Police chiefs in Massachusetts are blasting state lawmakers for shooting down a provision that would have given them sole discretion over who can get hunting rifle or shotgun permits, regardless of criminal records.
The Bay State, which has some of the nation's toughest gun laws, has long left it up to a community's top cop to sign off on handgun permits. Lawmakers were considering extending that to include the Firearms Identification Card, or FID, needed to possess long guns. But lawmakers, leery of the constitutionality of the law, which critics say can result in law-abiding citizens being denied their Second Amendment rights, have stripped a proposed bill of that provision. This week, police chiefs from throughout the state and gun control advocates converged on the Statehouse in Boston to blast state senators for removing the provision.
“Our position is really very, very simple,” said Wayne Sampson, executive director of the Massachusetts Chiefs of Police Association. “We, as an association, believe that it’s unconscionable that if we determine a person is unsuitable to carry a handgun, that they can then turn around and apply for a Firearms Identification Card, which allows them, by law, to purchase rifles and shotguns. And there’s no way we can impose any restrictions on that. It just doesn’t make sense.”
"It’s all about public safety."
- Wayne Sampson, executive director, Massachusetts Chiefs of Police Association
Sampson, who attended Tuesday’s rally along with Boston Police Commissioner William Evans, the city’s former top cop, Ed Davis, and several other chiefs, told FoxNews.com that the organization’s 351 chiefs are willing to work with legislators to find a compromise, but stressed that no one else in the state’s patchwork of towns and communities has a better grasp of who is fit to possess firearms.
“In our smaller communities, it’s very easy to check how many responses we’ve received for a certain address,” he said. “We know whether it’s a parent or a child having problems, or if it’s a domestic situation [involving a gun]. These are things that are very legitimate for us to take into consideration. It’s all about public safety.”
Davis cited an incident during Tuesday's rally regarding a man who killed an 80-year-old victim and then held a police officer hostage using a shotgun after he was issued an FID card. Davis, he said, learned that the man had mental problems only after the incident.
The state’s local affiliate of the National Rifle Association, meanwhile, strongly favors the Senate version of the bill that removes that measure, and noted other key provisions it contains, including requiring schools to develop plans for students with mental health needs and increased penalties for certain firearm violations.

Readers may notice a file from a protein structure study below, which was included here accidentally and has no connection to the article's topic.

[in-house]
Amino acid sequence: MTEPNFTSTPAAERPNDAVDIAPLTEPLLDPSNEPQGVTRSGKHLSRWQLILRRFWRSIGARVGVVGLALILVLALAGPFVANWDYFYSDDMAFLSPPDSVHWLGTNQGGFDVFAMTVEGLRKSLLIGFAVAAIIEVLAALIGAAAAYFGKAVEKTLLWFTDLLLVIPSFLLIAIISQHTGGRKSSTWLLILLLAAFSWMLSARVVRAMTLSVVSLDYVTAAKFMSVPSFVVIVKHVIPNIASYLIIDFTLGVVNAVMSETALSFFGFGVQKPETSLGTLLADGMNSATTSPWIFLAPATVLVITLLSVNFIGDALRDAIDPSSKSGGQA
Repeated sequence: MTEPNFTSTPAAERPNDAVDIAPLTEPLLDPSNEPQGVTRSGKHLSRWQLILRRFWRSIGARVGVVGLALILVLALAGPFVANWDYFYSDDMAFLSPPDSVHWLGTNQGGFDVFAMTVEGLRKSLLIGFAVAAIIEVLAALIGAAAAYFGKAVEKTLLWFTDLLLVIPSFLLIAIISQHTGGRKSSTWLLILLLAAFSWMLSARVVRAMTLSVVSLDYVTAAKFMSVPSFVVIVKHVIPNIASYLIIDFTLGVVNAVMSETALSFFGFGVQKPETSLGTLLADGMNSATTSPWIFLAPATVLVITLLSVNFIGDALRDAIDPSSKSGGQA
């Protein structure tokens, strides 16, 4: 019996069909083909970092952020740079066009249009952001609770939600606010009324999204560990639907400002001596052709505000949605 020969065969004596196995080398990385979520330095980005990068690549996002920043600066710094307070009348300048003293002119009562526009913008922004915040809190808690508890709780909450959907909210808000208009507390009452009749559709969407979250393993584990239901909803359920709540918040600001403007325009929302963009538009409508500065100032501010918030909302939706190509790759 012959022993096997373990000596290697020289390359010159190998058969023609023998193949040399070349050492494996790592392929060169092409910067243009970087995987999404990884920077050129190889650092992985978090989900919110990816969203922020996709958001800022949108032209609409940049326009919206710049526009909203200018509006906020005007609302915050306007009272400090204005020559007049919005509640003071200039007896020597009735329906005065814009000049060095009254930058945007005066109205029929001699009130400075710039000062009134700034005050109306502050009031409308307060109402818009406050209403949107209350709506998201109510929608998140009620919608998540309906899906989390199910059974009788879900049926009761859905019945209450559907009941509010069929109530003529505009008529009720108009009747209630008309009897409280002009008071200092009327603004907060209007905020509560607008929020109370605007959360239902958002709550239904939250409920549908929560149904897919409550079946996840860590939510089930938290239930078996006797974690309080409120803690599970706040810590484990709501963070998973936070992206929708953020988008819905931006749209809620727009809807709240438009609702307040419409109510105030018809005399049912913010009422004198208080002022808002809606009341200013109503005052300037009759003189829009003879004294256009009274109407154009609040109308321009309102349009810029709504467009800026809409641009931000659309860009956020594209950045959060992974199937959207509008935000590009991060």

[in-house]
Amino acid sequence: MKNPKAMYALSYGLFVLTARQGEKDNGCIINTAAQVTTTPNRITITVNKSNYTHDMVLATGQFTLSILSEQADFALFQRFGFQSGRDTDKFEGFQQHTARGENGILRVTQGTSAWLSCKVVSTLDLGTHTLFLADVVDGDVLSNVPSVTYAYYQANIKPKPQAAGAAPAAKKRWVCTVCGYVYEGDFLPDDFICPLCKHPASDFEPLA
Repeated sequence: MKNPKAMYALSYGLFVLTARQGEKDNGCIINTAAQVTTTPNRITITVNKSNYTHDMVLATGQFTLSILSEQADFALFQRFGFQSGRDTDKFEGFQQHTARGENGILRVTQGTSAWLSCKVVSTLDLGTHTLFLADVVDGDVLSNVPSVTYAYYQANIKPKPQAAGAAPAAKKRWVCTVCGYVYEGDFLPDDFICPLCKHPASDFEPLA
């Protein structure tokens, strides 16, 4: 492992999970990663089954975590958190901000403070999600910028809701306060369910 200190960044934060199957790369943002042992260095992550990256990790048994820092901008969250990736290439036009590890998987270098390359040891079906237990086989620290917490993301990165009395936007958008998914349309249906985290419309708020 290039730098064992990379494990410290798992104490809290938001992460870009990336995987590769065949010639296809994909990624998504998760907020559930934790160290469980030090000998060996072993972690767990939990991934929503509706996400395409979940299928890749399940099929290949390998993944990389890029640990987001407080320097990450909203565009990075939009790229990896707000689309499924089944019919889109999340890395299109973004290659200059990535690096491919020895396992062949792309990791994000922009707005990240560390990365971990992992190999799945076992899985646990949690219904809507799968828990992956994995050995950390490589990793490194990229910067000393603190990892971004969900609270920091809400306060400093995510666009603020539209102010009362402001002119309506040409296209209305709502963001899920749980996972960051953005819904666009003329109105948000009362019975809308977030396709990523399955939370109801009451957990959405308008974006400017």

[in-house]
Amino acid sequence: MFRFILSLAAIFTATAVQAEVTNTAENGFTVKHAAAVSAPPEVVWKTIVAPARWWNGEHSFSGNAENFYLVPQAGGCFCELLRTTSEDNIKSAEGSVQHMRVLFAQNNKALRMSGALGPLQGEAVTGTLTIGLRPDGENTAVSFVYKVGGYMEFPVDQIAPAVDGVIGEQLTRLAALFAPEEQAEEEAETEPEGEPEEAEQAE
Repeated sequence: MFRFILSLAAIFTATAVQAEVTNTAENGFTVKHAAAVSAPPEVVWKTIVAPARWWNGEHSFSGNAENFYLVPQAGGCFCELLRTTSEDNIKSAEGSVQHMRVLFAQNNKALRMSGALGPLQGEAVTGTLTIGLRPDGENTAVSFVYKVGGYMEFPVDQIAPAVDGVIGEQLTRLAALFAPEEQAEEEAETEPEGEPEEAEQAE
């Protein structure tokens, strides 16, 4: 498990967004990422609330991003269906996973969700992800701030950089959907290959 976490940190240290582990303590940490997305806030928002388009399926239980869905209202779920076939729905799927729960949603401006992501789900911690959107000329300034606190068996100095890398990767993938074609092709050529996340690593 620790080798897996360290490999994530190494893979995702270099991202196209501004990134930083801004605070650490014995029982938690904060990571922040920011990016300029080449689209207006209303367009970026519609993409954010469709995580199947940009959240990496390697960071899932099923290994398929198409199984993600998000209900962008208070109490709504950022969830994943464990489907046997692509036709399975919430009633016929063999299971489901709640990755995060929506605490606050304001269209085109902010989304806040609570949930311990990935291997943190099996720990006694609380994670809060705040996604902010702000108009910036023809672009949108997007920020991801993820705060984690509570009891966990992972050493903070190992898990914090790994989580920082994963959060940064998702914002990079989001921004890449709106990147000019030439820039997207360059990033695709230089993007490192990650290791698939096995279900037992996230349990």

“Massachusetts police chiefs have had discretionary ability [to issue handgun permits] for decades here and the system has been pretty widely abused as far as suitability goes because it’s left up to the chief to decide,” said Jim Wallace, executive director of the Gun Owners’ Action League. “Some chiefs say they just don’t hand out those licenses, or some are granted for target and hunting purposes only.”
Asked if he had constitutional concerns regarding the House version of the bill, Wallace told FoxNews.com: “I don’t see how you could see otherwise.”
Both chambers named three members apiece to a conference committee on the legislation, including four Democrats and two Republicans. They will now have until next Thursday to reconcile the House and Senate versions of the bill.
State Sen. James Timilty, D-Walpole, said while it’s clear that police chiefs want more authority regarding Firearms Identification Cards, it remains foggy how that will be done without violating rights guaranteed under the Second Amendment.
"The issues of FID suitability, MSBA security upgrades, increased penalties for committing gun crimes, and expanded tools for district attorneys to keep pre-trial violent offenders off the streets are just some of the differences in the Senate and House bills to reduce gun violence,” Timilty said in a statement to FoxNews.com. “I look forward to working with my Senate and House colleagues to come to a consensus on this important piece of legislation so we can make our schools and streets safer.”
Some critics of the Senate bill, meanwhile, accused state lawmakers of “caving into” pressure from gun lobbying groups like the NRA.
“The Massachusetts Senate has chosen to support the NRA over public safety and law enforcement,” said John Rosenthal, founder of Stop Handgun Violence. “It’s as clear as day.”
As a gun owner himself, Rosenthal said long guns can be just as dangerous — possibly more — than handguns.
“Any gun owner will tell you that you can do as much damage from a distance, or even more damage, with a long gun than you could with a handgun,” Rosenthal told FoxNews.com. “There needs to be recognition that a deadly weapon is a deadly weapon, whether it has a long barrel or a short barrel.”